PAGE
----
~Cass

This. In a world where there’s nothing to stop anyone from doing evil, it is faith put in these simple words that holds the lens that could change someone’s paradigm.

Why keep serving God? …Where can you go from God? He’s everywhere.

…You can’t work your way into heaven. Anytime you try to justify yourself with works you disqualify yourself with works. What I’m doing here, everyday, is only my way of saying ‘Lord, regardless of what eternity holds for me, let me give something back to you. I know it don’t even no scorecard, but let me make something of my life before I go.

‘And then, Lord, I’m at your mercy.’

~Henry

All the sufferings and mistakes in his life taught Henry a powerful and all encompassing lesson. These words are the gist of that lesson. Us puny little humans could never even hope for our actions to measure up and make us deserving of prizes. God’s prizes come from His love and His mercy, and if He decides that I don’t deserve His mercy there’s nothing I can do. But I can make other people’s lives better, even if its just a tiny thing, because my actions can measure up to that.

The messages carries forth in this book may sometimes seem trivial and easily derived from common sense, while at others far fetched. Nevertheless, they are important codes to love by, and it is definitely for you if emotional stimulation is what you need in the realm of faith. The human soul relies on emotional instincts when it comes to the question of these things. The unlikely routes as are portrayed, shows us many facets, shared by almost all major religions, that would otherwise not shine.​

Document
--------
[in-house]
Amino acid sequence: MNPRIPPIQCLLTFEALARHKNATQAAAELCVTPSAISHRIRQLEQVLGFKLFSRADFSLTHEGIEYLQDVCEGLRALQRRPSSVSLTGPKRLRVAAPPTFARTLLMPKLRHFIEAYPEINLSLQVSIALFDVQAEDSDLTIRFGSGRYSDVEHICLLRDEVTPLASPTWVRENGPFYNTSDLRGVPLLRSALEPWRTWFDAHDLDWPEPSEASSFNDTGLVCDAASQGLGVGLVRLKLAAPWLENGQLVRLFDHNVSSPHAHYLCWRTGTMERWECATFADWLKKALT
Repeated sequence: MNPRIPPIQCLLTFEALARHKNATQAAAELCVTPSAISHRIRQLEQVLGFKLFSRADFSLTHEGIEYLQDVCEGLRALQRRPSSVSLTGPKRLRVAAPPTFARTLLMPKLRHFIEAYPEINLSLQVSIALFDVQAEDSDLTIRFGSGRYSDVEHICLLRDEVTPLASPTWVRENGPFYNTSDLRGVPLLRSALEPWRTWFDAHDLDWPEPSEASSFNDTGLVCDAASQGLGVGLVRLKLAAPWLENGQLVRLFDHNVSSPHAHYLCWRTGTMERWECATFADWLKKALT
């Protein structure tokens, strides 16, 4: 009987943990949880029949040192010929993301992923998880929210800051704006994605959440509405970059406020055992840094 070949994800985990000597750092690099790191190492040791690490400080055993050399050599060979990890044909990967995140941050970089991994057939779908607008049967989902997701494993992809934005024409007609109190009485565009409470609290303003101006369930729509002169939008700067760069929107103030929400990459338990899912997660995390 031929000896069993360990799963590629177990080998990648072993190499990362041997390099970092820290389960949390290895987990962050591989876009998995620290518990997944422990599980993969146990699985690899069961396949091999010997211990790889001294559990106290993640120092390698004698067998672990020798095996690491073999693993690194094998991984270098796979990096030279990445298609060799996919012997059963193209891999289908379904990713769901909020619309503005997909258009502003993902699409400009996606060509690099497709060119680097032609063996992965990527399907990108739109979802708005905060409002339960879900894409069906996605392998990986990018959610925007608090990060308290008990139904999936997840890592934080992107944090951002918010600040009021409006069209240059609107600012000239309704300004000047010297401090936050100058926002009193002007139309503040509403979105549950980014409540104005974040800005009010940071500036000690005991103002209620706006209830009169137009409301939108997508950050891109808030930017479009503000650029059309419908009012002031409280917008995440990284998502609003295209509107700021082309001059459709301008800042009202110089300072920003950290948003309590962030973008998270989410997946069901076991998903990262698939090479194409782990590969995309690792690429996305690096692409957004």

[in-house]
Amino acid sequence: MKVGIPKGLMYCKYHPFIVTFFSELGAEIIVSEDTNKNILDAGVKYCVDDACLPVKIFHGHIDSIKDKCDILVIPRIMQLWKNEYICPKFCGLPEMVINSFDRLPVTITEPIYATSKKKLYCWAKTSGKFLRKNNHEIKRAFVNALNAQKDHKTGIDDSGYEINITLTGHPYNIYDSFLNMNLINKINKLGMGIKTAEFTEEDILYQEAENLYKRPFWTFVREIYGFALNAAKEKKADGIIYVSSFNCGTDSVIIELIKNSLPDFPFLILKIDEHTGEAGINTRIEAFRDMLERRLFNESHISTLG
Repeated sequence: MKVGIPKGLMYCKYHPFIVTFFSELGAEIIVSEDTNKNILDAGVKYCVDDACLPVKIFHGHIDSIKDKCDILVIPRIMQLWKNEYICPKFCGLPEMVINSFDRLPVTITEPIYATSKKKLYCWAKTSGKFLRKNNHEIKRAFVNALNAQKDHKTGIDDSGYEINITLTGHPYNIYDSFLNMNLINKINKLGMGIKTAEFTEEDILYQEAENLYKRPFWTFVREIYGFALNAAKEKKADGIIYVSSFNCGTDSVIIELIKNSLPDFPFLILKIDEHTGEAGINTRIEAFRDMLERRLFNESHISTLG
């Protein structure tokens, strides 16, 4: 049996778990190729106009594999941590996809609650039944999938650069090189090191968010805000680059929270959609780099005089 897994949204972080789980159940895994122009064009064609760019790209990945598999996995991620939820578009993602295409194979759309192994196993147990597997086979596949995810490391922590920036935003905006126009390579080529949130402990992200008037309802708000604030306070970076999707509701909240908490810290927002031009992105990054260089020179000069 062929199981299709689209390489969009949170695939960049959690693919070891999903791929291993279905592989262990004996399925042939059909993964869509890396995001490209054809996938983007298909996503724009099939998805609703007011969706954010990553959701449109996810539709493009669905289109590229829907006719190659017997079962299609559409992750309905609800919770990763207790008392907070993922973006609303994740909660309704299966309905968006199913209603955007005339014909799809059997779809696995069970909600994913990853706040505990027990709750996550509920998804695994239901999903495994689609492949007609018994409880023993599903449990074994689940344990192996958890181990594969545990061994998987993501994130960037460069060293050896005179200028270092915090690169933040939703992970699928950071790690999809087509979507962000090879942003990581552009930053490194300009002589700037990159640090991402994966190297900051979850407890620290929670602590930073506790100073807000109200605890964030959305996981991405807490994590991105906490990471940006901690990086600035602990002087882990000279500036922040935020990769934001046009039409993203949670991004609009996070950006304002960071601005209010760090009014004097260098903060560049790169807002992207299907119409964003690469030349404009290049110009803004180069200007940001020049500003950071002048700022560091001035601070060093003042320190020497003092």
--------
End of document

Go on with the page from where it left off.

Daily Prompt: Faded

Some dreams wake me up and leave me in a haze.

I remember seeing the dirty unreachable corners, between the bed and the bookshelf, between the TV stand and that chest of drawers. I remember the old red curtains, faded from continuous direct exposure to the sun, hanging from every one of the abundant windows and doorways. I remember the old paint peeling off the ancient walls.

The TV plays a cliche cinema about a rich girl falling in love with a poor guy. It’s always the same, with slightly different plot points every time. Everyone in the room knows all the actors and actresses and acts as if it were their story. There’s in-scene commentary. There’re sing-alongs every time a song comes up. They can’t count how many times they’ve watched each of these.

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2016 in Books

10 is such a satisfying number.